The beauty of the two weeks of her being crated primarily is that she gets to absorb the household on neutral territory, without interacting with it (which is stressful to her).
When you describe her background (plus your own concerns),
Quote:
but I'm worried about her accepting me as the pack leader
it'd be essential for her to learn who is her leader sooner than later.
You may be able to avoid a ton of issues that will inevitably crop up, should you do the shut down, especially since it seems you have a houseful of other animals?
This dog sounds extremely insecure if she's "attention starved". She's trying to control her environment because it's all so new and strange to her.

Quote:
She's incredibly hard headed like every other GSD I've known,
That's a funny thing for you to say since I've don't hear anyone else say that, we certainly do not say that about our GSDs. Hounds maybe, but not GSDs. This breed is all about people, and pleasing them, wanting to please them, which makes them easy to train. Most herding breeds are easy to train due to their intelligence but also biddability which simply means willing to work.

Last edited by msvette2u; 02-29-2012 at 10:07 AM.
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post #7 of 15 (permalink) Old 02-29-2012, 10:05 AM
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I have never done a shut down on any of our dogs (all but one rescues or rehomed from breeders) but I do start OB classes immediately. Conor was our last adoptee (at 6 months) and we had a class lined up for him a week later. The sooner you start the sooner you can begin to establish a bond, and yourself (and your family, they need to be fully involved also) as the leader. It can take up to 6 months for a dog to settle in to a new home, depending on its previous experience, and to realize that this is a permanent situation. Laying the ground rules early on will speed up that process. A group class is always best unless the dog has serious issues - it will give you a chance to hone socialization skills - and is fun for you because you get to meet other dog owners!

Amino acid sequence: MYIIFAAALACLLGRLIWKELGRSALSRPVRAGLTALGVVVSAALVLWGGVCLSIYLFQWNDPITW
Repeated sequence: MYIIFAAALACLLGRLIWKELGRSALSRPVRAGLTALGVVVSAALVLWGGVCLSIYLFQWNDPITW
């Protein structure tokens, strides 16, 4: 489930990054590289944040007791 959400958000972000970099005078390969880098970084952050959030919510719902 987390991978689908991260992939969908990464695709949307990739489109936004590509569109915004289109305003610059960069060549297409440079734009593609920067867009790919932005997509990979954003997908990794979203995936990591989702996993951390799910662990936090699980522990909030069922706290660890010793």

In addition to the above, make sure she gets plenty of exercise - LONG brisk walks, not just around the block. This can actually create a bond in the shortest time......and will burn off some of the energy that GSD's are known for.

As far as being hard headed, I don't think of this as being a characteristic of the breed, though there are exceptions. They can seem that way however if they don't know what is expected of them and aren't bonded to their people. Teaching them is your job, so don't delay - look for a good OB classwhere training is positive and fun, and sign her up!
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post #8 of 15 (permalink) Old 03-02-2012, 09:59 PM
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My rescue doesn't really seem to have many issues (that we've discovered), but we're not really doing much training with her yet. We just got her today though. The only thing we're doing is making her sit when we put the leash on her and to give her the squeaky toy.

We're doing the shut down in a way, but not keeping her crated as much. I just am keeping her close by in the living room area. We did crate her when prepping dinner and when eating because I know it's too soon to correct her if she did do something wrong.

You could modify the shut down like we have. I'm not a trainer, so I could be completely messing her up. But, it seems to be working for us. When we sit down, she takes a nap on the floor.

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post #9 of 15 (permalink) Old 03-02-2012, 11:16 PM
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The purpose of the crate is to give them a very neutral area where they can sit and absorb without having to be a part of the action.
You can do it however you want but if you want the full effect of the "shut down", I'd recommend using the crate. They will not get the "oh, so THAT's the leader" if you're sitting on the floor beside them.
The only time I would hesitate to use one is if the dog was harming itself while in it.
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post #10 of 15 (permalink) Old 03-03-2012, 08:49 AM
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I see what you mean, msvette2u. I am crating her a little bit, but not the entire time. For example, right now she is just sleeping on the floor. There isn't any stimulation right now because we're both just sitting here on our laptops.

I don't like to sit on the floor beside her at all though...she still is a little jumpy and I don't want to give her the opportunity to start jumping all over me.